Years After Kozy Fire, Some Still Left Homeless

By KBJR News 1

November 18, 2012 Updated Nov 18, 2012 at 10:00 PM CST

Duluth, MN (NNCNOW.com) - When winter hits the Northland, if you don't have a warm place to stay, you're in big trouble.

That's what's making a number of low income people very nervous these days.

"After the Kozy burned down they—I've just been living here and there."

The Kozy Bar and Apartments housed more than 50 residents at the time of the 2010 fire that led to its closure.

Between living under a bridge and sleeping on his friends couches former Kozy resident Gary Bishop hasn't found anywhere that he can afford to live.

"You know I'm just glad I have lots of friends. I mean I can stay at their place just long enough for them to get sick of me and then I can move on to my next friend," Gary Bishop, a homeless man, said.

The fire that burned the 2–hundred year old building, not only destroyed the structure, but also damaged the lives of many of the tenants.

"I wouldn't have minded so much if it was in the summer, I mean I could handle that. But it's getting cold out. I just need a place, I really do," Bishop said.

When residents were forced to relocate some found affordable housing at places like King Manor, The Seaway Hotel, and emergency shelter beds at CHUM. But not everyone was that lucky.

Bishop blames a shortage of low cost housing in Duluth for his dilemma.

"It's been tough, it's been tough," Bishop said.

Within the last two years, the 62 year old from Virginia...

"I'm a ranger," Bishop said.

...has had difficulties in landing a job.

"It's kind of tough finding work around here. You've got all these young kids and stuff taking up, you know—they don't need an old buzzard like me," Bishop said.

Bishop is one of dozens who were left stranded by the Kozy fire.

"We did have a rush of people here and we were able to handle some of them. Many of them have moved on to other places," Rick Caya, Seaway Hotel owner said.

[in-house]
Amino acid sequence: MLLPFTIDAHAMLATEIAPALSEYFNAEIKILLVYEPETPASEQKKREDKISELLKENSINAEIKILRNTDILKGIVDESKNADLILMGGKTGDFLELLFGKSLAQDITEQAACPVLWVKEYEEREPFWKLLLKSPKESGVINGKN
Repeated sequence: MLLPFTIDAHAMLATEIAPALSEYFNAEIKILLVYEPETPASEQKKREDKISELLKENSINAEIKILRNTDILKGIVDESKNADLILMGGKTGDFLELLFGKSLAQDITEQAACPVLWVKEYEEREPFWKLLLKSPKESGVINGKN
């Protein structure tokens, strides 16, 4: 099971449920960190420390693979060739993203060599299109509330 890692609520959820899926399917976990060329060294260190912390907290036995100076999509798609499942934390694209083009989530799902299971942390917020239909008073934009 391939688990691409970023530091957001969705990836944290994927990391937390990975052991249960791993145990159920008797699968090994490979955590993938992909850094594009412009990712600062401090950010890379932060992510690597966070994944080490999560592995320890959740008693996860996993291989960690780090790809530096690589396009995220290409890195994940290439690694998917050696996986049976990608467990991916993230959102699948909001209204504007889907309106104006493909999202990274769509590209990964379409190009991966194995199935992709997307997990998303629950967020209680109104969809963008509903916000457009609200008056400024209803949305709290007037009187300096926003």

One of those places was the Seaway Hotel. Owner Rick Caya says the old apartment building serves a need for low, and extremely low, income people in the Northland.

"People come and go so much, but generally we are fairly full," Caya said.

The Seaway has been a viable option for some 80 people but its days could be numbered. The building is threatened with condemnation, especially after the June floods caused extensive damage to the already deteriorating structure.

Another former Kozy resident has been homeless for weeks but recently was able to find affordable housing at Kingsley Heights on Second Street in Duluth.

Meanwhile property owner Eric Ringsred and his business partner are applying for financing to renovate the Kozy into 34 low–income units.

He's hoping to hear on funding approval by this time next year.
Until then, a social worker at CHUM is helping Bishop find a place to live.

"She finally said, she found an apartment for me, I'm probably going to be checking that out," Bishop said.

Meanwhile several low income housing projects are underway in Duluth including the Firehouse Flats on Fourth Street along with the Hillside Apartments.

Together, they will create roughly 70 units of low income housing.

Justin Reis, NNC.